A New Home for Earthlings?
by Karina Le | published Feb. 19th, 2020
In the growing technological age, our society is expanding the studies of the cosmos, including the pursuit of possible life outside of our little, green Earth. These discussions have been about exploring space outside of the planet we call home, including what possibilities are out there in terms of another Earth that has lifeforms for us to communicate with, or an atmosphere for us to inhabit.
Despite all of the research that has gone into space exploration, we consistently come to the conclusion that Earth might be our only viable option for sustainable life.
What is it that makes our planet so unique, to have housed thousands upon millions of lifeforms on it at a time?
What’s so Great About Earth?
There are many things that make our Earth so distinctly unique, which gives it the capability to sustain the multitudes of life that it does. Some of these distinct qualities of Earth — as detailed by Sukanya Chakrabarti, a professor of physics and astronomy — rely upon the location of Earth in our solar system and how the moon interacts with our planet.
“When we talk about inhabitability [of a planet],” Chakrabarti said, “we’re talking about where water can exist relative to the position of the star and the planet in question.”
The position of a planet to a star is extremely important. If a planet is too close to a star, it’ll be too hot for life to flourish there. For example, the planet Mercury can exceed temperatures of 800 degrees Fahrenheit during the day due to its proximity to our sun. In contrast, being too far from the sun, such as on the planet Neptune, can make freezing temperatures as cold as negative 392 degrees Fahrenheit on an average day.
Many organisms rely on water to continue to grow and evolve, including humans. Rita Magalhães, a post-doctoral researcher at RIT, outlined the importance of water for lifeforms on our planet.
“A lot of organisms require water as a means of transport,” Magalhães said. “Some for nutrients, and some require liquid water for reproduction.”
Photosynthesis is another specific characteristic that has lead to the continuation of advanced life on our planet — it produces the oxygen we breathe.
“The advent of photosynthesis and the ability for oxygen to be produced really, really changed the landscape of the planet,” Magalhães said.
“The advent of photosynthesis and the ability for oxygen to be produced really, really changed the landscape of the planet.”
All of these characteristics make life possible and allow life to flourish on our little planet, making Earth very unique. But, what happens if we find life on other planets?
A Home Outside our Solar System?
Back in 2009, NASA released a space telescope named Kepler, whose mission was to find planets outside of our solar system that might have fostered life, or could foster life, just as we find it here on Earth.
Initially planned to be a year-long journey, the Kepler mission lasted until Nov. 15, 2018, when NASA finally decommissioned the observatory.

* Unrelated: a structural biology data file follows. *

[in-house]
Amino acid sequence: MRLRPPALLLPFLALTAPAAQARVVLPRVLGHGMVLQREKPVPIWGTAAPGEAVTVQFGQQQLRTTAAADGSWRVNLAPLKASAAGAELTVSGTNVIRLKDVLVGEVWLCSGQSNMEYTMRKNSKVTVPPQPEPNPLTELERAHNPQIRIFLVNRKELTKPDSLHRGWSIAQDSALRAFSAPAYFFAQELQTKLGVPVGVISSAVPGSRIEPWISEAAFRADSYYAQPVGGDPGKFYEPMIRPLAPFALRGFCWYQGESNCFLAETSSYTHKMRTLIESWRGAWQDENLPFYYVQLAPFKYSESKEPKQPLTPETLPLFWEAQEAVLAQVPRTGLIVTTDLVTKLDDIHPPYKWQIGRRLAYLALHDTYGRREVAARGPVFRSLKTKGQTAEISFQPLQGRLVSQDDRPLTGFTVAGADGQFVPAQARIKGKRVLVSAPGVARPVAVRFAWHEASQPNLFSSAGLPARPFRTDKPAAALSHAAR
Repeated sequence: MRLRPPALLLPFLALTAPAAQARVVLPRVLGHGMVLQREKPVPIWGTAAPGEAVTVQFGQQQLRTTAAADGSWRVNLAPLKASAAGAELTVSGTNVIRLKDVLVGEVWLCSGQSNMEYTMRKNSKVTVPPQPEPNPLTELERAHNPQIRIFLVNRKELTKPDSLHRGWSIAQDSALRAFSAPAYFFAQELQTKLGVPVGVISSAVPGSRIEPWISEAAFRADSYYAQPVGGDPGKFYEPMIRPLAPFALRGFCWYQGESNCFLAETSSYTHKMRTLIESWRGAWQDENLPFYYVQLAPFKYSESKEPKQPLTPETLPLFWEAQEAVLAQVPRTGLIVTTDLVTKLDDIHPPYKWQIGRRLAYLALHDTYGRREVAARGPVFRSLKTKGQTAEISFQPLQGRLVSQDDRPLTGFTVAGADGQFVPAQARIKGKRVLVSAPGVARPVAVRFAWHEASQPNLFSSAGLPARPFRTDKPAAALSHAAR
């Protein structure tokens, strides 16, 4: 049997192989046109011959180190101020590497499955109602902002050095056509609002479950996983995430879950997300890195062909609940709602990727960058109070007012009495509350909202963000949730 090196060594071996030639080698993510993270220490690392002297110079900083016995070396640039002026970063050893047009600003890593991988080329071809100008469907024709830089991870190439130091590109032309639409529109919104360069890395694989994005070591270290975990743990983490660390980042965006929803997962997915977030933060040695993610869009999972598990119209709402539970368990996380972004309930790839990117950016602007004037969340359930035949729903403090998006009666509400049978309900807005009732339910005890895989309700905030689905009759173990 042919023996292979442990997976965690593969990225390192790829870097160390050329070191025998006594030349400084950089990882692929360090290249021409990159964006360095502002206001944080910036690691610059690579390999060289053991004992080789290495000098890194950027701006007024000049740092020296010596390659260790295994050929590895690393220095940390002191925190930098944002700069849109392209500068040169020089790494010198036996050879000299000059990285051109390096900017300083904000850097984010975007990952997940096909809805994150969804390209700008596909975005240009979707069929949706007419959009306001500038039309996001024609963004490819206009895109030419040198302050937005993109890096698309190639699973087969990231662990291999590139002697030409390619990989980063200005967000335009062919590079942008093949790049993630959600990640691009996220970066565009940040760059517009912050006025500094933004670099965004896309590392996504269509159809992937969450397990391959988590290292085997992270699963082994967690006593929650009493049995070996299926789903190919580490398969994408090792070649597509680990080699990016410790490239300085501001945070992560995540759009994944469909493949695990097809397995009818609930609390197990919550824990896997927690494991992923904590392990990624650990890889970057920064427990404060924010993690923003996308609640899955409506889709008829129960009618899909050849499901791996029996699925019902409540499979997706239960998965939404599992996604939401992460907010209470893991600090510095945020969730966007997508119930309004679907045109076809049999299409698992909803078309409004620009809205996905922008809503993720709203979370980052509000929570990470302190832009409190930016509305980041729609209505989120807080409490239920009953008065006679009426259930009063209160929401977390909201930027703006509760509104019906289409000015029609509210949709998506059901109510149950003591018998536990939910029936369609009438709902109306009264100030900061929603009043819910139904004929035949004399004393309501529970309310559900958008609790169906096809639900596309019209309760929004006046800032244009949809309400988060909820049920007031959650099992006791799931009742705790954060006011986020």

Through its active years, Kepler helped scientists discover thousands of planets outside of our solar system, called exoplanets. These planets can be as small as our Earth to as large as Neptune; some gas-based, others solid.
One particular planet discovered during Kepler's mission was dubbed Kepler-452b, and some scientists assert it could possibly be Earth’s older cousin. The reasoning behind why many scientists believe Kepler-452b could be an Earth 2.0 is particularly because we’ve found liquid water existing on the planet’s surface. Additionally, the way the planet orbits around its star makes it a possible candidate for sustaining life.
Does this finding of a planet with extremely close similarities to Earth mean we’ve found another home for ourselves? Chakrabarti isn’t so sure.
“[The planet] is very, very far away. Even if we were thinking about relocating humankind to another planet — even Mars — we still have to think about the consequences of that,” Chakrabarti said.
"If we were thinking about relocating humankind to another planet — even Mars — we still have to think about the consequences of that.”
These consequences, which Chakrabarti listed out, are chiefly focused on whether or not humans would be able to survive the extreme travel that would be necessary; not including the fact that traveling to a planet as close as Mars would take months to get there. Then there’s the task of terraforming planets to be like our own because even if there are chances that they can inhabit life, such as Mars might, we still need components like oxygen to survive on its surface.
“Most planets will probably not have an atmosphere like ours, which means it’s not breathable for humans and most animals," Magalhães explained. "But with the introduction of plants, over time you can generate an atmosphere more closely related to ours.”
The idea of terraforming a planet, however, will take a considerable amount of time and funding which we may not be able to provide just yet. So even the concept of introducing life to a planet, rather than finding it, is an equally challenging quest when discussing life beyond our own.
In the end, there needs to be more research about space and supporting technology before we ultimately decide whether or not space travel is a plausible journey that humans can take. Just like in basic labs, where researchers must recreate the experiment to completely verify the validity of the experiment, the sustainability of life on exoplanets, such as Kepler-452b, must be something that is reproducible.
However, if one thing is for certain, the planet that we inhabit right now is unique in its own right. As of right now, Earth is the only planet we will ever be able to call home.